I’m a Little Bit Sad

“I’m a little bit sad,” my son used to say to me when he was three. “I miss my Tatie.”

And by Tatie he meant his best friend Katie who he’d just seen the day before. Or maybe an hour before.

“It’s okay, buddy,” I’d tell him, giving him a hug. “We’ll see Katie soon.”

My son would say this often about Katie when he wasn’t with her and my husband and I found this adorable. “I’m a little bit sad,” became vernacular for us.

“I’m a little bit sad Alias isn’t on anymore,” my husband would say as he was flipping channels after the show ended because of his crush on Jennifer Garner.

“I’m a lot a bit sad,” I’d tell him because it was Alias that introduced me to my forever #1 boyfriend Bradley Cooper.

Or, “I’m a little bit sad we’re not going to Italy this summer,” I’d say as we pulled the camping gear out of the shed for our yearly vacation.

“You’re going to be a little bit sad for a lot of summers,” he’d joke.

To us, “I’m a little bit sad,” was funny. A reminder of our sweet and sensitive toddler.

But Jennifer Garner doesn’t play college students anymore. Now she plays middle aged moms.

And we still don’t get to go to Italy this summer, but we also haven’t gone on a family camping trip in a really long time.

Because while still sweet and sensitive (a little), my son is not a toddler anymore. He graduated from college two weeks ago. Today he starts a five month engineering internship 375 miles away that will likely lead to a job. And even though he’s been away at school for four years it’s different this time. Permanent.

And I’m so happy for him and so proud of him. Happier and prouder than I’ve ever been.

But also, as he drove away a tear unexpectedly rolled down my face.

I’m a little bit sad.

My Grandmother’s Candy Dish

 

 

One of my strongest childhood memories is of my grandmother’s candy dish. It sat on a table in her living room between her couch and the front door. It was almost always filled with M&Ms. Sometimes they were peanut, usually they were plain, but any other candy would be sacrilege.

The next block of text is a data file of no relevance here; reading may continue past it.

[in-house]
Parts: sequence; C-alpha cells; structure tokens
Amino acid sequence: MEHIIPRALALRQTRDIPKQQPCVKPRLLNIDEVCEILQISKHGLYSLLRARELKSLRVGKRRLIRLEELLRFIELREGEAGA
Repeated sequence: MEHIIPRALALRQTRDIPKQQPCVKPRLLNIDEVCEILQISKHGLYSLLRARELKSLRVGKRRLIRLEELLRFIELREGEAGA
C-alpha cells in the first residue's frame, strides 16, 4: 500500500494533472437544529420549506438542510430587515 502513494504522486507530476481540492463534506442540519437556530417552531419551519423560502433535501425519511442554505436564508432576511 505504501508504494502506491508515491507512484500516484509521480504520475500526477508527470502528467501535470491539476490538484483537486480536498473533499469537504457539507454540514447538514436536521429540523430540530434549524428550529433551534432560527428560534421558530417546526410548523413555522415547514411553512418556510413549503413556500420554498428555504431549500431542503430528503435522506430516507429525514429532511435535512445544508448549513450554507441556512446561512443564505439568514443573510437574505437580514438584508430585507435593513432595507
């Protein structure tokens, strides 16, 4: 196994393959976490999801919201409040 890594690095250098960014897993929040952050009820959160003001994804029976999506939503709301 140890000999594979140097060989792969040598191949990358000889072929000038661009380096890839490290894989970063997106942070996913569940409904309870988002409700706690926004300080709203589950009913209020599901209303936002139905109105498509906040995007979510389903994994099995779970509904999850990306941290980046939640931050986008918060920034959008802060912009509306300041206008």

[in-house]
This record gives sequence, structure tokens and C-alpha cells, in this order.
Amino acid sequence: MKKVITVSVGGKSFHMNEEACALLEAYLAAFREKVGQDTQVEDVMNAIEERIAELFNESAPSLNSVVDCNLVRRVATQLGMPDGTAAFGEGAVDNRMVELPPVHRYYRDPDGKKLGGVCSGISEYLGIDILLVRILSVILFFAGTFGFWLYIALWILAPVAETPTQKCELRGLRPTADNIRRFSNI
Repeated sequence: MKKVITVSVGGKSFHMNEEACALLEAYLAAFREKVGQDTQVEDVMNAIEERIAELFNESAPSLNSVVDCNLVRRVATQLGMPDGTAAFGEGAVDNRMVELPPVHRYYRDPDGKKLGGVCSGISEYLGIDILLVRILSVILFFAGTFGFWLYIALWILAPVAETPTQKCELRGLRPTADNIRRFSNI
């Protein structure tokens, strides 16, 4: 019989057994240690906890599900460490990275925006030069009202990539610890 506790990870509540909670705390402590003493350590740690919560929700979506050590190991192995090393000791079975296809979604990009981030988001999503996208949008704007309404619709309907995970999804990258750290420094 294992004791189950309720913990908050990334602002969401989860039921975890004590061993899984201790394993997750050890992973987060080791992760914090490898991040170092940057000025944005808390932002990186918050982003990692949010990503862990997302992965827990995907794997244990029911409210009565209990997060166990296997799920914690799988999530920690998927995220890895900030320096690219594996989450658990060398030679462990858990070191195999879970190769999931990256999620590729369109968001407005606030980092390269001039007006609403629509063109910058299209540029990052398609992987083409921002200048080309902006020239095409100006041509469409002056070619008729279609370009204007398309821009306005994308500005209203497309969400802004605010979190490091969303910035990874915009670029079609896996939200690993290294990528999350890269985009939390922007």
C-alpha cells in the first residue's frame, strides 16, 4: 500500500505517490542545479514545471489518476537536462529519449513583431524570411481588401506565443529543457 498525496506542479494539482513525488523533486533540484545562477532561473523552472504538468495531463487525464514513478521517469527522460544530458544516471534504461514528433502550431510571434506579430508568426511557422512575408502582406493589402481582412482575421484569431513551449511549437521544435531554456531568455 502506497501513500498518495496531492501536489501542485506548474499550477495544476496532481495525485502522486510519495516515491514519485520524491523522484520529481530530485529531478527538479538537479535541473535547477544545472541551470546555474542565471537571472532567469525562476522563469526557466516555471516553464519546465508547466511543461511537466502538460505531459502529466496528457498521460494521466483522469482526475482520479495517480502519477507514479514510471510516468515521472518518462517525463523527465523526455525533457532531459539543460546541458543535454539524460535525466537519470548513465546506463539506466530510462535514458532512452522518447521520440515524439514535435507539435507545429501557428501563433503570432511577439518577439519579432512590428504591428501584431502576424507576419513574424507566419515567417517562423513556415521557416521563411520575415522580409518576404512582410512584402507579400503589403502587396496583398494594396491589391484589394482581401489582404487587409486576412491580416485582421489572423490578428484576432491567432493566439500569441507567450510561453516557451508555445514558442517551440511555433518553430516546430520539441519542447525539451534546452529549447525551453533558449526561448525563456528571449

No trip to Grandma’s was complete without reaching into the candy dish for a little nibble.

When we were children my brother and my cousin and I would try to sneak into the candy dish as the grown-ups were usually in the kitchen or in the den. Of course this was no easy task as the candy dish has a lid with little tines that must be matched with the scalloped edges of the dish in order fit properly. This results in a sound being made every time the dish is closed. Ting.

Candy Dish with M&Ms

 

“Who’s in the candy dish?” was always the call of my grandmother from the other room no matter how carefully you put that lid on. I am telling you after a lifetime of trying, it is almost impossible to put that lid on without making a sound.

Sometimes, rarely, but sometimes, the call would be, “It’s empty,” as if you didn’t already see that cursing the fact that not only did you get caught trying to sneak candy but there was nothing to actually sneak.

The funny thing is my grandmother would always say yes if you asked her if you could have some candy. (Of course mom might say no.)

The candy dish was my great grandmother’s originally and my mother and her brother played the same candy sneaking game when they were kids.

When my grandmother came to live with my mother the last six years of her life of course the candy dish came too. It now sits on the bar of my mother’s sun room.

Yesterday I was at my mom’s house with Marley and my mom and I heard the familiar ting of the candy dish lid.

“Who’s in the candy dish,” my mother called though of course there could only be one answer.

“You know that candy dish is mine,” I told my mother. “I’m calling it right now.”

“Good luck,” she said. “Everyone wants that dish.”

“Well I only have to fight Richard and Carrie,” I said referring to my brother and my cousin.   “And I’m the oldest.”

“Christine and Jason want it too,” she said referring to my step-sister and brother.

“No way. They’ve only been in the family 25 years and I’m older than them too.”

The funny thing is the dish does not go with the décor of my house at all. If I saw it at an antique store I wouldn’t give it a second glance. But I don’t care. The ting of the lid brings me back to my childhood every time I hear it.

Like the scent of someone’s cologne can take you back to that crush on your college professor or the smell of the air after it rains can bring you back splashing in puddles on the street you grew up,  the sound of that candy dish brings me back to my grandparent’s home…

To spending hours going through my grandmother’s dresser drawers and walk-in closet to play with her costume jewelry and try on her silver high-heel shoes.

To fuzzing the top of my grandfather’s buzz-cut-head as he sat in his easy chair in his zippered jumpsuit lovingly calling me a pesty kid.

To my grandmother rolling across the kitchen floor to get something she left on the counter on her wheeled dinette chair rather than get up.

To my grandparents hugs. To my grandparents kisses.

Oh how I ache for more of their hugs and their kisses.

Ting

That candy dish is mine.

 

Milk Glass Candy Dish

 

This piece originally appeared on skirt.com on March 7, 2011.